With respect to trade and labor standards, many labor unions and labor activists such as the AFL-CIO have argued that the United States should promote improved labor protections in any country with which it negotiates a new agreement aimed at liberalizing trade. The International Labor Organization of the United Nations upholds a series of labor recommendations and conventions that are intended to be recognized everywhere in the world.
There is universal consensus that all countries must respect the following fundamental rights:
- Freedom of association and the effective recognition of the right to collective bargaining;
- Elimination of all forms of forced or compulsory labor;
- Effective abolition of child labor; and
- Elimination of discrimination in respect of employment and occupation.
The International Labor Organization’s Declaration on Fundamental Principles and Rights at Work, adopted in Geneva in 1998, stresses these principles in greater detail. According to many labor advocates, workers in many developing countries lack basic labor protections—such as the right to organize unions, and healthy and safe workplaces—that most American workers take for granted.
Weak and poorly enforced labor standards in developing countries are said to be unjust to workers. Since weak labor standards are often accompanied by low wages, they are also said to harm workers in the United States and other industrial countries who compete with developing country workers through trade and investment. Many times the transnational corporations that control the means of production will shift their operations to the country with the lowest cost of production. Lower costs of production tend to be exploitative by nature as the bottom line is the main concern.
In recent history, at Foxxcon, one of Apple’s manufacturing factories in China, there was a string of suicides because of the poor working conditions. Foxconn and Apple have since taken measures to improve working conditions.35 On the whole, countries, like China that have economies that are heavily built on the manufacturing sector, try to keep wages and costs for transnational corporations (TNCs) as low as possible. With many developing countries trying to attract capital from these firms, there is constant competition to drive down costs and wages. In turn, fair labor rights and working conditions are exchanged in the name of the competitive and free market, also known as “the race to the bottom.”
To address these problems, many labor advocates propose that new trade agreements include special provisions that permit one country to restrict the imports of another country if the country is found to be in violation of internationally accepted standards of labor protection. Proponents say that this threat of trade penalties or sanctions will encourage developing countries to improve their labor laws strengthen their enforcement of those laws, simultaneously. This could help both developing and industrial country workers. Currently, the U.S. has economic sanctions on a number of countries that violate human rights or basic tenets of American government, such as Cuba and Iran (see section on Import Restrictions).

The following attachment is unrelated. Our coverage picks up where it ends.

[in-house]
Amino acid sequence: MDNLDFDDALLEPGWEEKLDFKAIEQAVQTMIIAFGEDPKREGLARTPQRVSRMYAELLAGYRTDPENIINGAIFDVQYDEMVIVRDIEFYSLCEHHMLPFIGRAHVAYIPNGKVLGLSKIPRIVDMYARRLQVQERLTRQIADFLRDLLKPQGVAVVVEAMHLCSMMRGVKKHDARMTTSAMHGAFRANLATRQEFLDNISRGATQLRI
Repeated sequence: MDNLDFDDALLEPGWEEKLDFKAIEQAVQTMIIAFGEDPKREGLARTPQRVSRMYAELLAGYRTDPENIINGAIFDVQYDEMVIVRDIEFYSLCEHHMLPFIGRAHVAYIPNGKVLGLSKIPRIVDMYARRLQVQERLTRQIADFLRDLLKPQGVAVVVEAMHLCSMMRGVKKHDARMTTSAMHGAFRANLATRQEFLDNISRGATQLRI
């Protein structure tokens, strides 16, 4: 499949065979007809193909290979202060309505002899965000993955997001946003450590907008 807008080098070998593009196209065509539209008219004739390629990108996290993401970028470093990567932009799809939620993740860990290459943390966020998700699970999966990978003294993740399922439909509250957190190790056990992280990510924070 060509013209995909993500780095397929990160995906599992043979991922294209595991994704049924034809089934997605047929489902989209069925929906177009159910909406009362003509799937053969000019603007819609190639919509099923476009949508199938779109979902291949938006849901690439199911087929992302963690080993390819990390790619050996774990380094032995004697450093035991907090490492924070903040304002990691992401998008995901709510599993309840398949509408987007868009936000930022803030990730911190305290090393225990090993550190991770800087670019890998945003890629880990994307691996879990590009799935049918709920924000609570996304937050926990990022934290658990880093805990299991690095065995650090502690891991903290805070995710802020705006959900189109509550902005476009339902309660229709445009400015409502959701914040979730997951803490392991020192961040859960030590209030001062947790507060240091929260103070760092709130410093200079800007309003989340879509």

Proposals to include labor provisions in new trade agreements have been opposed by developing country governments and businesses for one or more of the following reasons:
- Developing country governments and businesses worry that those trade agreements that seek to raise labor standards will be manipulated for protectionist purposes—that their exports will be blocked on the ground that their labor standards are not sufficiently acceptable when the true motivation is to protect uncompetitive firms in industrial countries.
- Many developing country governments and economists also argue that international pressure to improve labor standards detracts from developing countries with only one big advantage: a cheap supply of labor. They make the case that pressure to raise labor costs takes away from their comparative advantage, and that this pressure only benefits workers in rich countries.
- Still others argue that trade sanctions are an imprecise and unwieldy means for improving developing country’s inferior labor conditions, which often have complex economic and social causes. They argue that labor conditions can best be improved over time by promoting development that improves productivity. By increasing the size of a nation’s labor force, economic trends tend to pull up wages and working conditions automatically.
Efforts to introduce the issue of labor standards into the WTOan international body dealing with the rules of trade between participating nations, which have been led primarily by the United States and other industrialized countries, have been fiercely opposed by other member states, particularly developing countries. These representatives invoke all of the above concerns to argue that efforts to promote labor standards tend to inhibit their economic development.
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To read about NAFTAa treaty between the U.S., Canada and Mexico, which eliminated tariffs on many products traded between the three countries. It also protects intellectual propertyIntellectual property refers to the creations of the mind, such as inventions, literary or artistic works, and the symbols, names, and designs used in commerce. and outlines the removal of investment restriction amongst the three countries. and labor concerns, click here and to learn more about trade and labor standards, click here.